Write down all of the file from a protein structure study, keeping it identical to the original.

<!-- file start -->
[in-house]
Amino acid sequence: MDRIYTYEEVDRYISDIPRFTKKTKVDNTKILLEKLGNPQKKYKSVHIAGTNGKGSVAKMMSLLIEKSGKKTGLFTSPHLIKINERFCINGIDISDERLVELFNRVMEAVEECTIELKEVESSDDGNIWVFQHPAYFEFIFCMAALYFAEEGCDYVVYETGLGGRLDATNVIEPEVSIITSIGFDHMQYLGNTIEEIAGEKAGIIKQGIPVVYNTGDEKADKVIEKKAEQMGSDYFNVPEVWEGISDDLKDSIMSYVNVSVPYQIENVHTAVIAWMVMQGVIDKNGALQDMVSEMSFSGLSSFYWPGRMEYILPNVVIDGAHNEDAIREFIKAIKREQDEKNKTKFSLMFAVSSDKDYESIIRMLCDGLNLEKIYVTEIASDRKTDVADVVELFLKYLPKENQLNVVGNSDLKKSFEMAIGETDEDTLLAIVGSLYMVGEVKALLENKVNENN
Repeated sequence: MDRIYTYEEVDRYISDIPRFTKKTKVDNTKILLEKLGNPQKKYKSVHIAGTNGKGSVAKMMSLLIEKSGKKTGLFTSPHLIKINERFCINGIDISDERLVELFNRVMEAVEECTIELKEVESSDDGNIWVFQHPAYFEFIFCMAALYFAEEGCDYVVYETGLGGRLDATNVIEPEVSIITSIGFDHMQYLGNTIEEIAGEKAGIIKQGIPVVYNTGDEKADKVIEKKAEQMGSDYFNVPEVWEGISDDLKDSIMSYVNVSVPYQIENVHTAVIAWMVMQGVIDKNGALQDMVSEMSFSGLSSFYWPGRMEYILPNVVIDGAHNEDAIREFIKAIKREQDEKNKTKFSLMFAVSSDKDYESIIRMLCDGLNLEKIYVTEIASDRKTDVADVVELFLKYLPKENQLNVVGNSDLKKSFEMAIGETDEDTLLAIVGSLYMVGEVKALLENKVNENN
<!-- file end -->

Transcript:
[in-house]
Amino acid sequence: MDRIYTYEEVDRYISDIPRFTKKTKVDNTKILLEKLGNPQKKYKSVHIAGTNGKGSVAKMMSLLIEKSGKKTGLFTSPHLIKINERFCINGIDISDERLVELFNRVMEAVEECTIELKEVESSDDGNIWVFQHPAYFEFIFCMAALYFAEEGCDYVVYETGLGGRLDATNVIEPEVSIITSIGFDHMQYLGNTIEEIAGEKAGIIKQGIPVVYNTGDEKADKVIEKKAEQMGSDYFNVPEVWEGISDDLKDSIMSYVNVSVPYQIENVHTAVIAWMVMQGVIDKNGALQDMVSEMSFSGLSSFYWPGRMEYILPNVVIDGAHNEDAIREFIKAIKREQDEKNKTKFSLMFAVSSDKDYESIIRMLCDGLNLEKIYVTEIASDRKTDVADVVELFLKYLPKENQLNVVGNSDLKKSFEMAIGETDEDTLLAIVGSLYMVGEVKALLENKVNENN
Repeated sequence: MDRIYTYEEVDRYISDIPRFTKKTKVDNTKILLEKLGNPQKKYKSVHIAGTNGKGSVAKMMSLLIEKSGKKTGLFTSPHLIKINERFCINGIDISDERLVELFNRVMEAVEECTIELKEVESSDDGNIWVFQHPAYFEFIFCMAALYFAEEGCDYVVYETGLGGRLDATNVIEPEVSIITSIGFDHMQYLGNTIEEIAGEKAGIIKQGIPVVYNTGDEKADKVIEKKAEQMGSDYFNVPEVWEGISDDLKDSIMSYVNVSVPYQIENVHTAVIAWMVMQGVIDKNGALQDMVSEMSFSGLSSFYWPGRMEYILPNVVIDGAHNEDAIREFIKAIKREQDEKNKTKFSLMFAVSSDKDYESIIRMLCDGLNLEKIYVTEIASDRKTDVADVVELFLKYLPKENQLNVVGNSDLKKSFEMAIGETDEDTLLAIVGSLYMVGEVKALLENKVNENN